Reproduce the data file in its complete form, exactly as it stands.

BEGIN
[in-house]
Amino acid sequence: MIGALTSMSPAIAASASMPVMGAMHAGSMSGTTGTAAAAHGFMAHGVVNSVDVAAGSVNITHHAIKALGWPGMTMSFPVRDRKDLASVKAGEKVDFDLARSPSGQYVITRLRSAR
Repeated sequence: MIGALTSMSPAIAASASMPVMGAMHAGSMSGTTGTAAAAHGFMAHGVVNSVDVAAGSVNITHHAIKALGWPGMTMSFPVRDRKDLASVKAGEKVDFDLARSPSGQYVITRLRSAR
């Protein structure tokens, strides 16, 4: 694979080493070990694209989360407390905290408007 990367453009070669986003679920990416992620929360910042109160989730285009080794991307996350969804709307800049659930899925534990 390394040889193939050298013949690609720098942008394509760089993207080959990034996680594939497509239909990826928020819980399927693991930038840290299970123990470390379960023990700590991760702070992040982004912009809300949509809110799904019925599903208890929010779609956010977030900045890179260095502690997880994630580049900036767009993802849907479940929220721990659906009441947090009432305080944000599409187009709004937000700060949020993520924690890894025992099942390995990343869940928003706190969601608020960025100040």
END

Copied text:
[in-house]
Amino acid sequence: MIGALTSMSPAIAASASMPVMGAMHAGSMSGTTGTAAAAHGFMAHGVVNSVDVAAGSVNITHHAIKALGWPGMTMSFPVRDRKDLASVKAGEKVDFDLARSPSGQYVITRLRSAR
Repeated sequence: MIGALTSMSPAIAASASMPVMGAMHAGSMSGTTGTAAAAHGFMAHGVVNSVDVAAGSVNITHHAIKALGWPGMTMSFPVRDRKDLASVKAGEKVDFDLARSPSGQYVITRLRSAR
């Protein structure tokens, strides 16, 4: 694979080493070990694209989360407390905290408007 990367453009070669986003679920990416992620929360910042109160989730285009080794991307996350969804709307800049659930899925534990 390394040889193939050298013949690609720098942008394509760089993207080959990034996680594939497509239909990826928020819980399927693991930038840290299970123990470390379960023990700590991760702070992040982004912009809300949509809110799904019925599903208890929010779609956010977030900045890179260095502690997880994630580049900036767009993802849907479940929220721990659906009441947090009432305080944000599409187009709004937000700060949020993520924690890894025992099942390995990343869940928003706190969601608020960025100040």